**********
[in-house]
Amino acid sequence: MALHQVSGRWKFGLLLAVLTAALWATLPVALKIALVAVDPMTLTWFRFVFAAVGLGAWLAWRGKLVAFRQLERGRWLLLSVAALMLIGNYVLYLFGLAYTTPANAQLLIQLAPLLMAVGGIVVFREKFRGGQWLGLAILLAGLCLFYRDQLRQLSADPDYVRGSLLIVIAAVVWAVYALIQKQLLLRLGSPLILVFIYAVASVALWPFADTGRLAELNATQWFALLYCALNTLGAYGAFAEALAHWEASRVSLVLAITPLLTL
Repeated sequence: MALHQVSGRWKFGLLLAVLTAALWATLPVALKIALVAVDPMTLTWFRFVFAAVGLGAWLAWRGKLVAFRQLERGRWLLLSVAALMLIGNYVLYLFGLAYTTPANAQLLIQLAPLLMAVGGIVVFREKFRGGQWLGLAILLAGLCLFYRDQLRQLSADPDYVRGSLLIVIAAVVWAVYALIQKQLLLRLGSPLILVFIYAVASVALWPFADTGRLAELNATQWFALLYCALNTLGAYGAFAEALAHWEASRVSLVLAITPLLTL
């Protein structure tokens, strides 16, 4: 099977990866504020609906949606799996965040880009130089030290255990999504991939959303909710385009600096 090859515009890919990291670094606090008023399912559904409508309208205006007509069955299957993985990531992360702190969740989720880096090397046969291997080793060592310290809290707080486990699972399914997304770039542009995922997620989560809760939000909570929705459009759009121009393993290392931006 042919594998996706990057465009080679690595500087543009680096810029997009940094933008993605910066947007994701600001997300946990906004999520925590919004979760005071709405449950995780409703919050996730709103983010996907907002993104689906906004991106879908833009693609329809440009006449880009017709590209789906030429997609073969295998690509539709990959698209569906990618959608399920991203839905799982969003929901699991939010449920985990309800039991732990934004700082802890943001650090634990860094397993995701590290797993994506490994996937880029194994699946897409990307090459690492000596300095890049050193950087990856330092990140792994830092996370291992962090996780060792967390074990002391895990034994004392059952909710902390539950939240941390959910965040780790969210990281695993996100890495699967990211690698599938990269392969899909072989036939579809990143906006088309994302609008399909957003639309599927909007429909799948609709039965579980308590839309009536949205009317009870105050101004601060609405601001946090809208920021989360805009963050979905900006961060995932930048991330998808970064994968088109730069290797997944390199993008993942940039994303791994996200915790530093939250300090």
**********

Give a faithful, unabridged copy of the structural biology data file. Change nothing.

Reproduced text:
[in-house]
Amino acid sequence: MALHQVSGRWKFGLLLAVLTAALWATLPVALKIALVAVDPMTLTWFRFVFAAVGLGAWLAWRGKLVAFRQLERGRWLLLSVAALMLIGNYVLYLFGLAYTTPANAQLLIQLAPLLMAVGGIVVFREKFRGGQWLGLAILLAGLCLFYRDQLRQLSADPDYVRGSLLIVIAAVVWAVYALIQKQLLLRLGSPLILVFIYAVASVALWPFADTGRLAELNATQWFALLYCALNTLGAYGAFAEALAHWEASRVSLVLAITPLLTL
Repeated sequence: MALHQVSGRWKFGLLLAVLTAALWATLPVALKIALVAVDPMTLTWFRFVFAAVGLGAWLAWRGKLVAFRQLERGRWLLLSVAALMLIGNYVLYLFGLAYTTPANAQLLIQLAPLLMAVGGIVVFREKFRGGQWLGLAILLAGLCLFYRDQLRQLSADPDYVRGSLLIVIAAVVWAVYALIQKQLLLRLGSPLILVFIYAVASVALWPFADTGRLAELNATQWFALLYCALNTLGAYGAFAEALAHWEASRVSLVLAITPLLTL
């Protein structure tokens, strides 16, 4: 099977990866504020609906949606799996965040880009130089030290255990999504991939959303909710385009600096 090859515009890919990291670094606090008023399912559904409508309208205006007509069955299957993985990531992360702190969740989720880096090397046969291997080793060592310290809290707080486990699972399914997304770039542009995922997620989560809760939000909570929705459009759009121009393993290392931006 042919594998996706990057465009080679690595500087543009680096810029997009940094933008993605910066947007994701600001997300946990906004999520925590919004979760005071709405449950995780409703919050996730709103983010996907907002993104689906906004991106879908833009693609329809440009006449880009017709590209789906030429997609073969295998690509539709990959698209569906990618959608399920991203839905799982969003929901699991939010449920985990309800039991732990934004700082802890943001650090634990860094397993995701590290797993994506490994996937880029194994699946897409990307090459690492000596300095890049050193950087990856330092990140792994830092996370291992962090996780060792967390074990002391895990034994004392059952909710902390539950939240941390959910965040780790969210990281695993996100890495699967990211690698599938990269392969899909072989036939579809990143906006088309994302609008399909957003639309599927909007429909799948609709039965579980308590839309009536949205009317009870105050101004601060609405601001946090809208920021989360805009963050979905900006961060995932930048991330998808970064994968088109730069290797997944390199993008993942940039994303791994996200915790530093939250300090």